Weekend – Letters to the editor

26th October 2019 / United Kingdom
Weekend - Letters to the editor

How to get ‘Letters to the Editor’ published

Keep it short and sweet – don’t wander off from the point you wish to make, get your facts straight as you see them and most of all try to make us laugh or cry or both! From there, it’s down to the editor.


Bloody Everything


I’m sick of it all – I mean everything. Politicians and their endless bloody Brexit saga. I hate the state surveilling me with bloody CCTV cameras everywhere I go, being asked for ID when I go the GP I’ve been going to for thirty years to calm my nerves, fruitcakes on the left and nutters on the right. My crap pension annoys me every month, my wife’s even crappier (now deferred) pension is worse, banks, the bloody neighbours and their stinking BBQ. The bloody garden endlessly needs attention and money like my bloody ‘remainer’ 40-year-old kids and grand-children I’m forced to like. Frankly, I’m looking forward to my future – it’s a nice hole in the ground about 6 ft deep so I can rest in peace without having to continually witness the bloody mess this country and my family is in now!

Frank (Bloody) Brownlow – Staffordshire.

The Climate Crisis


In the context of the climate emergency, contemporary economics is becoming obsolete. In order to mitigate the disastrous effects of climate breakdown with appropriate policy and action, politicians need to know the real value to society of human activity. Currently, the economics profession does not evaluate this. It is blinkered by the metrics of financial transactions and does not consider the quality of experienced outcomes.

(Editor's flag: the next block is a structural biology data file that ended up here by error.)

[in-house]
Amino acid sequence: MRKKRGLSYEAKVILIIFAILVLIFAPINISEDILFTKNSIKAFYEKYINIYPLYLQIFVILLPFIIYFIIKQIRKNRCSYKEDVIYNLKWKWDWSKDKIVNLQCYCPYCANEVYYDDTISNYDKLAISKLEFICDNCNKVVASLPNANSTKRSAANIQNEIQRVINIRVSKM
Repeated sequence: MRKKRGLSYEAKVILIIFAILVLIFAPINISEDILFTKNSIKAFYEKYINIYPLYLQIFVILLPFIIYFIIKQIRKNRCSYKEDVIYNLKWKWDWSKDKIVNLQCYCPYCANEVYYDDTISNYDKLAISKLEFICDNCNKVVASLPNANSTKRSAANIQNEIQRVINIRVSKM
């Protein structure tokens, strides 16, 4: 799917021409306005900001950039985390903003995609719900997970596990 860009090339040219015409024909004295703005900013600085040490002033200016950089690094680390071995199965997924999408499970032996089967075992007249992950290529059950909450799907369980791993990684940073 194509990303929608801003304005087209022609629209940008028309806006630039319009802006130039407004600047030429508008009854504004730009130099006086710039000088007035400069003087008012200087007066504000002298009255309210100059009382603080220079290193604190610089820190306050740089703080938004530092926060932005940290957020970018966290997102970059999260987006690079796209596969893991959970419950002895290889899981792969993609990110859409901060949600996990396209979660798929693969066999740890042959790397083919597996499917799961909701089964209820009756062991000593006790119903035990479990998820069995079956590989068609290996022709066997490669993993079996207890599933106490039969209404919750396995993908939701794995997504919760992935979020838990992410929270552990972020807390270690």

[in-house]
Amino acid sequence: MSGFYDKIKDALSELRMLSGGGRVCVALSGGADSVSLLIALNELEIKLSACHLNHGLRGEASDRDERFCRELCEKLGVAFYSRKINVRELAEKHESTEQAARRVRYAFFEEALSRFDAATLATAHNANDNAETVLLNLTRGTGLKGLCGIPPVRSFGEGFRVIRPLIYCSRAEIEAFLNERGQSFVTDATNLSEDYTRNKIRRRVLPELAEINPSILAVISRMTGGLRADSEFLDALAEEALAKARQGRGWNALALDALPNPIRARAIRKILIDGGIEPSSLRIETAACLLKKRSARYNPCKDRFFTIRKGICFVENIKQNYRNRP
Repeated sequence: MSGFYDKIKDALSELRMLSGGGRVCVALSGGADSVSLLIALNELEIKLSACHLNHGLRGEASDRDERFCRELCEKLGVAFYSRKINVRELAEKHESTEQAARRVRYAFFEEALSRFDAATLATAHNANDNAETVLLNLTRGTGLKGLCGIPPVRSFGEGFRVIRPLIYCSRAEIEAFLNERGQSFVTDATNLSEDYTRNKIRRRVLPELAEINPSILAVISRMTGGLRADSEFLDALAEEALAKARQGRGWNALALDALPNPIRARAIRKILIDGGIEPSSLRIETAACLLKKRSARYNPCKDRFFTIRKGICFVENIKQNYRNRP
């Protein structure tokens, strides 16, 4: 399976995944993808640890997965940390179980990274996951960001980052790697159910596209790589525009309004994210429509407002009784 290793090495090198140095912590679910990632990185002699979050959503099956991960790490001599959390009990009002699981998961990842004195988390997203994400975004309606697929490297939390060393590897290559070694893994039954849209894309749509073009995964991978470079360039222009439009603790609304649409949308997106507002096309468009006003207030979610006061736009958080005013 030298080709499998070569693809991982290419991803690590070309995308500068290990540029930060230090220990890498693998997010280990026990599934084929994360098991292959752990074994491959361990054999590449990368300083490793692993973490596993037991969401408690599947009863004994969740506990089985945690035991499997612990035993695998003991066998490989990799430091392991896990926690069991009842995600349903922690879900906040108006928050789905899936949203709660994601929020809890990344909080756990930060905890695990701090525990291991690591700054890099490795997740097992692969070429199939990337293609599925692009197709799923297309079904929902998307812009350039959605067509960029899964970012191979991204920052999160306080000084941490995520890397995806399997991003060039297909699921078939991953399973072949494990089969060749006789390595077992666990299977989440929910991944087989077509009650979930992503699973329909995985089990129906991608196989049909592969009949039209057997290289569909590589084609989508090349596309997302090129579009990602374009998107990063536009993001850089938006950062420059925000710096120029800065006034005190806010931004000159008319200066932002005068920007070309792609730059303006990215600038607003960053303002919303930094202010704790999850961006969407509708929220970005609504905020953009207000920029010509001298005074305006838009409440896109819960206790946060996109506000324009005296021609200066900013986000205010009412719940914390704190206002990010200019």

Orthodox economics is tied to the ideology of a market economy whereby value is determined by the consumer and, to some extent, governments. Whereas what is urgently required, is the measurement of this missing dimension: the degree of benefit or harmfulness to humanity of each and every economic activity. This would change perception and have a bearing on present dominant financial value.

Once known, politicians would be able to identify those activities that have negative or mixed outcomes that could be most quickly substituted with alternative, beneficial ones, and direct their action accordingly.


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Geoff Naylor – Winchester


Trade Deals

In your article 21/10 – “The MAGA Agenda and what history tells us about being an American ally at times of crisis” – the author mentions that those in favour of Brexit, hold the belief that a favourable trade deal can easily be negotiated with the United States. I’m not so sure that they do. Has the radical right in the Tory party now lost sight of their original intentions and simply fighting a political trench war on the basis that if nothing else – they won. The political chasm that has opened is no longer about what is good for Britain – either within or outside of the European Union – (with or without the USA) – it’s now about the deep-seated tactical strategies of class-war playing out via Brexit. Brexit is no longer about trade deals – its quite simply turned into militant tendencies on the left and the radical free-marketeers on the right who despise each others ideology – the rest of us are caught up in a war of their making!

Jan Goldsmith – Northampton


Yes but no but yes but …


Was I well informed about the implications of voting either way in the 2016 referendum? Was anyone else?  Was the electorate sold a raft of untruths? Has anyone made up their minds about what leaving the EU is all about? Is there any consensus from any group even amongst remainers or leavers what should actually happen? And how long will this Brexit hell go on for? The answers are really quite simple ….

No, No, Yes, No, No – until I die and into infinity.

Or we could have a final say – a people’s vote with a threshold of say 55/45 to give leavers the advantage to encourage them to agree to it – which is what should have happened first time around!! 

Andrea Bullock – Suffolk 




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